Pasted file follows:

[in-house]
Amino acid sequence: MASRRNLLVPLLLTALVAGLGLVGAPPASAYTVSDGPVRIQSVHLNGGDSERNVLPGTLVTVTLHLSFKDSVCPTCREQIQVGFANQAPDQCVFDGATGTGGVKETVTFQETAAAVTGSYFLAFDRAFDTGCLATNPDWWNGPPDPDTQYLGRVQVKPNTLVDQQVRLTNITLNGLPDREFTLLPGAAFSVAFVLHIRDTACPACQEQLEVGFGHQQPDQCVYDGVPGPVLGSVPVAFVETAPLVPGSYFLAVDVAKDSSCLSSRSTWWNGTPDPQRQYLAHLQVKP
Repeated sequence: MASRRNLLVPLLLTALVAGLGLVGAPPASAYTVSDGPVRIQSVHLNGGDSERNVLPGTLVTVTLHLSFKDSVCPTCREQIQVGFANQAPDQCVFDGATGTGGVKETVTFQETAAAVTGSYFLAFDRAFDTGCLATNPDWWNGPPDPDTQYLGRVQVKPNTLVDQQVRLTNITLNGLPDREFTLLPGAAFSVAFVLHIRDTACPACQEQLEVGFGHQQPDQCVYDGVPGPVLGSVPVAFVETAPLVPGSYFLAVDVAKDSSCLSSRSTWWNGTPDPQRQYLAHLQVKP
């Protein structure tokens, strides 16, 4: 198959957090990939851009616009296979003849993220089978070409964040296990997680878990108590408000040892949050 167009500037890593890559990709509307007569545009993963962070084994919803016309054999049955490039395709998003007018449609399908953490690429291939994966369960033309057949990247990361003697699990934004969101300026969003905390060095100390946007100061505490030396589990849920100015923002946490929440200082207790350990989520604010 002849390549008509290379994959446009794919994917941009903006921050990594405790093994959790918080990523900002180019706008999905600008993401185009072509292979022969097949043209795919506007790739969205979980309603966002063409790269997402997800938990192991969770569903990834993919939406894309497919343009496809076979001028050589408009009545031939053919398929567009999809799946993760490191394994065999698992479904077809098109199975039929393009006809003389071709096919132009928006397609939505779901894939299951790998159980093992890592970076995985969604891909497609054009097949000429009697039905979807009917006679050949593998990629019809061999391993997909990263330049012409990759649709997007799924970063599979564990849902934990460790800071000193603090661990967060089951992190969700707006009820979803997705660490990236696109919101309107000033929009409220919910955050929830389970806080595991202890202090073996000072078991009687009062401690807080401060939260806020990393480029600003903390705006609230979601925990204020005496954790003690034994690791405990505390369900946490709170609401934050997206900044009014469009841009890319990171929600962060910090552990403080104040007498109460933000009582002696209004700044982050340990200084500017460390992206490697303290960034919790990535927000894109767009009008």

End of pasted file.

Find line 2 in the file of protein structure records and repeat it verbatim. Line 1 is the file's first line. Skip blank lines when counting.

Amino acid sequence: MASRRNLLVPLLLTALVAGLGLVGAPPASAYTVSDGPVRIQSVHLNGGDSERNVLPGTLVTVTLHLSFKDSVCPTCREQIQVGFANQAPDQCVFDGATGTGGVKETVTFQETAAAVTGSYFLAFDRAFDTGCLATNPDWWNGPPDPDTQYLGRVQVKPNTLVDQQVRLTNITLNGLPDREFTLLPGAAFSVAFVLHIRDTACPACQEQLEVGFGHQQPDQCVYDGVPGPVLGSVPVAFVETAPLVPGSYFLAVDVAKDSSCLSSRSTWWNGTPDPQRQYLAHLQVKP